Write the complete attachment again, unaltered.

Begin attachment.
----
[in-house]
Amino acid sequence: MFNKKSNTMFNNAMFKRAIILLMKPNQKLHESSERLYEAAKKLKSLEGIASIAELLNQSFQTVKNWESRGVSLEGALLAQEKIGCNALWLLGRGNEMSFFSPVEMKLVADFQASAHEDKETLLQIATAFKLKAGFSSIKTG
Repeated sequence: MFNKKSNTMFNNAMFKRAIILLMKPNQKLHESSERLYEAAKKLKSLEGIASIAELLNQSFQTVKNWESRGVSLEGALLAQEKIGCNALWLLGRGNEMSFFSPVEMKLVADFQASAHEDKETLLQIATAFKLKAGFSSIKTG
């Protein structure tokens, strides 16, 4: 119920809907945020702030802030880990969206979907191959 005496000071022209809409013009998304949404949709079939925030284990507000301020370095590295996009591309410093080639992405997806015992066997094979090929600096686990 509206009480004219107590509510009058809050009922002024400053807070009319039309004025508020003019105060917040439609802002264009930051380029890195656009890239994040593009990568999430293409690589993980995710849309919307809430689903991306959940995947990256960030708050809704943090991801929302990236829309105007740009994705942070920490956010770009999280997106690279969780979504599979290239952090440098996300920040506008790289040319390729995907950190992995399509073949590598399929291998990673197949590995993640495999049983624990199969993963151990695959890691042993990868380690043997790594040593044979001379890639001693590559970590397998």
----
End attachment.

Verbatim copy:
[in-house]
Amino acid sequence: MFNKKSNTMFNNAMFKRAIILLMKPNQKLHESSERLYEAAKKLKSLEGIASIAELLNQSFQTVKNWESRGVSLEGALLAQEKIGCNALWLLGRGNEMSFFSPVEMKLVADFQASAHEDKETLLQIATAFKLKAGFSSIKTG
Repeated sequence: MFNKKSNTMFNNAMFKRAIILLMKPNQKLHESSERLYEAAKKLKSLEGIASIAELLNQSFQTVKNWESRGVSLEGALLAQEKIGCNALWLLGRGNEMSFFSPVEMKLVADFQASAHEDKETLLQIATAFKLKAGFSSIKTG
């Protein structure tokens, strides 16, 4: 119920809907945020702030802030880990969206979907191959 005496000071022209809409013009998304949404949709079939925030284990507000301020370095590295996009591309410093080639992405997806015992066997094979090929600096686990 509206009480004219107590509510009058809050009922002024400053807070009319039309004025508020003019105060917040439609802002264009930051380029890195656009890239994040593009990568999430293409690589993980995710849309919307809430689903991306959940995947990256960030708050809704943090991801929302990236829309105007740009994705942070920490956010770009999280997106690279969780979504599979290239952090440098996300920040506008790289040319390729995907950190992995399509073949590598399929291998990673197949590995993640495999049983624990199969993963151990695959890691042993990868380690043997790594040593044979001379890639001693590559970590397998």